Kotoola Chook


Erin fiddled with her radio’s dials as she drove through the Mt. Totawka foothills Monday afternoon.   She tried to tell herself that the nervousness she was feeling had everything to do with her car, with the steep, winding roads she was traveling, and nothing at all to do with what waited at her destination.

True, the roads that led to the Regional Park were a caution.   Narrow and full of switchbacks, with a twelve percent grade over parts of the route and a badly maintained surface, Erin was certain they’d pose no problem at all for a jeep or a 4X4.   But for the Volvo she was driving, which pre-dated her birth by twenty years, it was another story.

She had bought the car––for the then grand sum of two hundred dollars––when she was a freshman at the nearby university.   It was solid and reliable, and Lord knows it was economical, but lately, it had really begun to show its age.

Still, if she were honest with herself, she’d have to admit that it wasn’t the fact that she’d just rounded yet another turn in the road, only to find herself still climbing, that was making her sweat.   It was the fact that she was on her way to see Chay.

After Saturday night, she wasn’t altogether sure how she felt about that.

She wasn’t sure how Olivia felt about it, either.  She’d gotten the impression the teacher had planned to come out here herself today, to deliver the permission slips the students had turned in; which would have suited Erin just fine.   But a badly timed teacher’s in-service had interfered with both women’s plans.

After what seemed like an eternity of driving, but which, in reality, was only about three miles, the road began to descend again, into the pretty little valley that was also home to the county fairgrounds.  Eucalyptus and Hemlocks gave way to Madrone and Manzanita, and then to the heavy old Bay Laurels that darkened the hillsides and shaded the roads and filled the air with their spicy-sweet fragrance.

At last, Erin pulled into the Kotoola Chook parking lot.  The building that housed the center, a small, one-story, adobe style structure, was new; yet it blended into its surroundings as though it had always been there, in part because of the tobacco-toned stucco with which it was plastered.

She looked around her curiously as she passed beneath the rustic pergola that shaded the front of the building.  The brochures Chay had left at the school, which described the building’s construction, made it out to be a miracle of eco-friendly engineering; with straw-bale walls, recycled doors and windows, and countertops made up of pressed sunflower seed hulls.

Erin pushed through the front door and caught her breath.   After the bright sunlight outside, it was dark in the center and cool.   The air was thick with sage smoke and cedar.  Display cases ringed the room, some holding baskets and arrow heads and other Native artifacts; others holding roots and nuts and animal pelts––examples of all the flora and fauna the first people relied on for their survival.   A CD was playing, softly, and Erin felt the hairs stand up on her neck as she recognized the sound of Chay’s flute.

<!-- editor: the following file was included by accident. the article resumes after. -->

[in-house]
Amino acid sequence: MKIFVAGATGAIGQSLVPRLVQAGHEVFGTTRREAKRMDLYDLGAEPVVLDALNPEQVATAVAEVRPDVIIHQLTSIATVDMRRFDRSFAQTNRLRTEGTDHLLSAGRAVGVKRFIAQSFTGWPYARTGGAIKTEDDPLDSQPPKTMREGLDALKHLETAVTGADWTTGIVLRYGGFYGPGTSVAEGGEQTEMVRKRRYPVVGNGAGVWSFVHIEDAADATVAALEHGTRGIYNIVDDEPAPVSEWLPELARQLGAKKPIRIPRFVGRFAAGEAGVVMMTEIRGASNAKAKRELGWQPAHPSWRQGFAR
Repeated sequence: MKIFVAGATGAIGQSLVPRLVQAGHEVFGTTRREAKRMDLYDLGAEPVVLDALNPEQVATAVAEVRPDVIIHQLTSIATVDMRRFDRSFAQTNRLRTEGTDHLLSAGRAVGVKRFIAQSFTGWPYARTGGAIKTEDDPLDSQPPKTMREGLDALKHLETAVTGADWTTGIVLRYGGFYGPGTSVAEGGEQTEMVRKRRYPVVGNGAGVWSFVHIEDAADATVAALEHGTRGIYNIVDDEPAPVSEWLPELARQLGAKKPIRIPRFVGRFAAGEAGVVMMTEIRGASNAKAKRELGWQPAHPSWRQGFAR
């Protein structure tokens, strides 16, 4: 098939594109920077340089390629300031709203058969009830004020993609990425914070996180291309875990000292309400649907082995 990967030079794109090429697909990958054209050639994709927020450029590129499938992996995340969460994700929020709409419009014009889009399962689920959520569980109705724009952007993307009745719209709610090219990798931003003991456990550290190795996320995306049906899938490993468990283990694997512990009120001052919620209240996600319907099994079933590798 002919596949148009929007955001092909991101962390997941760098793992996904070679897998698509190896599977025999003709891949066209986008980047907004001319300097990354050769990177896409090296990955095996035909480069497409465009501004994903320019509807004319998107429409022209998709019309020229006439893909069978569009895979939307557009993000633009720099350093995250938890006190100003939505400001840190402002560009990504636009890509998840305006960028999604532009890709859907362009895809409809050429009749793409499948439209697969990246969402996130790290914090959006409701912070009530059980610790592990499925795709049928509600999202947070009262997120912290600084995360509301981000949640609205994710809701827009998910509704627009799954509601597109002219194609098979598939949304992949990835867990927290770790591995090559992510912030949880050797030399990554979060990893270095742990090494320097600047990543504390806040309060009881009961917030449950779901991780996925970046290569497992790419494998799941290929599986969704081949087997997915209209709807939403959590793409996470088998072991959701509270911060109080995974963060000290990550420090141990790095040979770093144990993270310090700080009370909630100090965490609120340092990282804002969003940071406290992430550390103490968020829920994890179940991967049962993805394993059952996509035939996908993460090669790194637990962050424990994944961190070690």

"Can I help you?"

She turned toward his voice, surprised not to have seen him sooner.  He was seated at a desk on the far side of the room, gazing at her with a look that was surprisingly impersonal.   "Chay, hi."   She waved the folder she was carrying.  "I, uh, I came by to drop these off."

"What are they?" he asked, sitting rigidly still.

Erin shivered at the chill in his tone.   "They’re the permission slips we collected.   Olivia was going to bring them out to you, but she couldn’t get away, so she asked me to."

Chay nodded. "That explains it. I wasn’t expecting to see you."

"Yeah, I, uh, I think she was kind of disappointed that she couldn’t come out here herself, but, well, we knew you had to have them by today, so…"   God help her, she couldn’t stop babbling.

"Yeah.   I do.  Otherwise I’d have had to cancel the trip."

"Right. And, we didn’t want that. The kids are really excited, you know. They’re really looking forward to it."

Nodding, he turned back to his computer.   "Good.   Glad to hear it."   She watched him type for almost a minute, before he glanced up at her again.   "You can just leave them on the counter."   He motioned toward a shelf that ran along one of the walls.   "There’s no need for you to hang around.   Unless there’s something else I can do for you?"

"No, I–"  She stared at him for a moment, confused by his coldness.   "You know, I don’t think I ever heard you say, what does Kotoola Chook mean, anyway?"

He huffed impatiently.  "Frog Creek.  I named it for the stream that runs through the meadow out back.   And, you’re pronouncing it wrong.   The double O’s are pronounced like one long O.   Like in coat, or so."

"Oh," she replied, ignoring the ironic tilt of his eyebrows and his murmured, "exactly."

©PG Forte 2005
Visions before Midnight

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